Partition symmetry

Let p(M, N, n) be the number of partitions of the integer n into at most M parts, each containing integers at most N. Then

p(M, N, n) = p(N, M, n).

That is, you can swap the size of the partition multisets and the upper bound on the elements in the multisets.

For example, lets look at the partitions of 6 into multisets with at most 3 elements. The Mathematica command

    IntegerPartitions[6, 3]

returns

  • {6}
  • {5, 1}
  • {4, 2}
  • {4, 1, 1}
  • {3, 3}
  • {3, 2, 1}
  • {2, 2, 2}

Now let’s look at the partitions of 6 into sets with any number of elements, but with no elements greater than 3. The Mathematica command

    IntegerPartitions[6, All, {1, 2, 3}]

returns

  • {3, 3}
  • {3, 2, 1}
  • {3, 1, 1, 1}
  • {2, 2, 2}
  • {2, 2, 1, 1}
  • {2, 1, 1, 1, 1}
  • {1, 1, 1, 1, 1, 1}}

Both return a list of 7 multisets because

p(3, 6, 6) = p(6, 3, 6) = 7.

As another example, let’s look at partitions of 11. First we look at partitions with at most 3 elements, with each element less than or equal to 5. We list these with

    IntegerPartitions[11, 3, Range[5]]

which gives

  • {5, 5, 1}
  • {5, 4, 2}
  • {5, 3, 3}
  • {4, 4, 3}

Now let’s look at partitions of 11 into multisets with at most 5 elements, each less than or equal to 3 using

    IntegerPartitions[11, 5,  Range[3]]

This gives us

  • {5, 5, 1}
  • {5, 4, 2}
  • {5, 3, 3}
  • {4, 4, 3}

Not only do both lists have the same number of partitions, which we would expect because

p(3, 5, 11) = p(5, 3, 11),

in this case they actually give the same list of partitions.

The symmetry relation here follows from the symmetry of the q-binomial coefficient because p(M, N, n) equals the coefficient of qn in the q-binomial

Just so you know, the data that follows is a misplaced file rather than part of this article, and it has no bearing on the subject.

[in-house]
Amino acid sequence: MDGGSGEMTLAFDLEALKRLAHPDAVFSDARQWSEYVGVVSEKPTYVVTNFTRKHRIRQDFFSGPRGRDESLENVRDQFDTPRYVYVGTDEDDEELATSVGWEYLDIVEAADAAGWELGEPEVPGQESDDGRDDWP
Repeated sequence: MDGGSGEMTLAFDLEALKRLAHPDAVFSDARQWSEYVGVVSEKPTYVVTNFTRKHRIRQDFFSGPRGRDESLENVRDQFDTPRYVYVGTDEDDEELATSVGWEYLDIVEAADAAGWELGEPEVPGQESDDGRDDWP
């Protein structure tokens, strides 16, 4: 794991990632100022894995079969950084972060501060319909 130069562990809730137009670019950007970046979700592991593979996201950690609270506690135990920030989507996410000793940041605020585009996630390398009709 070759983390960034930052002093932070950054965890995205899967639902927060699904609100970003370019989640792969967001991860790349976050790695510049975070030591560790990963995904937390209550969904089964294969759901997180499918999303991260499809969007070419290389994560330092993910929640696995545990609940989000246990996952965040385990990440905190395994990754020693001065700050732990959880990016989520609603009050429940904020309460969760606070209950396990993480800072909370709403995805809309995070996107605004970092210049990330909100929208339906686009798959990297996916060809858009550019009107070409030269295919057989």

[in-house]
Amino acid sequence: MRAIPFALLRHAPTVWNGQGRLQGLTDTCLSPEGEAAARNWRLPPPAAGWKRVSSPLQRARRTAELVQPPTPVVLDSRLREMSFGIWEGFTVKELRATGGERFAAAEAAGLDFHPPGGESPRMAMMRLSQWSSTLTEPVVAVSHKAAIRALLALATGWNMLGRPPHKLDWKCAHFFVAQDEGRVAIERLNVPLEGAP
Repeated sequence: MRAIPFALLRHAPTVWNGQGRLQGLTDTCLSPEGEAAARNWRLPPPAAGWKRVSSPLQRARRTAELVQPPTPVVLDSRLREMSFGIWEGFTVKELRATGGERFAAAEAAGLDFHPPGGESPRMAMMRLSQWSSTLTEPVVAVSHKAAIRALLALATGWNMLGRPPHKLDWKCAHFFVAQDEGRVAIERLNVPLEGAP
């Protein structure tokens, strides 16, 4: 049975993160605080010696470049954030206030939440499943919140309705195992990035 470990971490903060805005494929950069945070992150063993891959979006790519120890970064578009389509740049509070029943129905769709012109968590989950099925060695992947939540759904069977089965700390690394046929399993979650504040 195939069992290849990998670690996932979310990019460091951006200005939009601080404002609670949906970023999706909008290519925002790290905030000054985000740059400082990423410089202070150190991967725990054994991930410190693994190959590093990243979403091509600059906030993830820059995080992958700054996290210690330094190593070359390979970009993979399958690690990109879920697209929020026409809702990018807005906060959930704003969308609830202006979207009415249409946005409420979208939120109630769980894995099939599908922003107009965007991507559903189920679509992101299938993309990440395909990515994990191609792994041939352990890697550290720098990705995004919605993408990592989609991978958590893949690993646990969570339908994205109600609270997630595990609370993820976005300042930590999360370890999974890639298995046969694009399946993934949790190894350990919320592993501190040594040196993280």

\binom{M+N}{N}_q = \binom{M+N}{M}_q

It’s not immediately obvious from the definition that the rational function defining q-binomial coefficient is in fact a polynomial, but it is.

More partition posts

Estimating the number of integer partitions

Last week I wrote a few posts that included code that iterated over all partitions of a positive integer n. See here, here, and here. How long would it take these programs to run for large n?

For this post, I’ll focus just on how many partitions there are. It’s interesting to think about how you would generate the partitions, but that’s a topic for another time.

Ramanujan discovered an asymptotic formula for p(n), the number of partitions of n. As n increases,

p(n) \sim \frac{1}{4n\sqrt{3}} \exp\left( \pi \sqrt{\frac{2n}{3}} \right)

The ratio of the two sides of the equation goes to 1 as n → ∞, but how accurate is it for the sizes of n that you might want to iterate over in a program?

Before answering that, we need to decide what range of n we might use. Let’s be generous and say we might want to look at up to a trillion (1012) partitions. How big of a value of n does that correspond to? The estimate above shows p(200) is on the order of 4 × 1012, so we only need to be concerned with n ≤ 200. (See the next post for how to exactly solve for a n that gives a specified value.)

Here’s a plot to show the relative error in the approximation above.

Here’s the Mathematica code that made the plot.

    approx[n_] := Exp[Pi Sqrt[2 n/3]]/(4 n Sqrt[3])
    DiscretePlot[ 1 - approx[n]/PartitionsP[n], {n, 200}]

So the estimate above is always an under-estimate, at least about 4% low over the range we care about. It’s good enough for a quick calculation. It tells us, for example, to be very patient if we’re going to run any program that needs to iterate over all partitions of an integer even as small as 100.

The function PartitionsP above returns the number of partitions in its argument. It returned quickly, so it certainly did not generate all partitions and count them. Algorithms for computing p(n) might make an interesting blog post another time.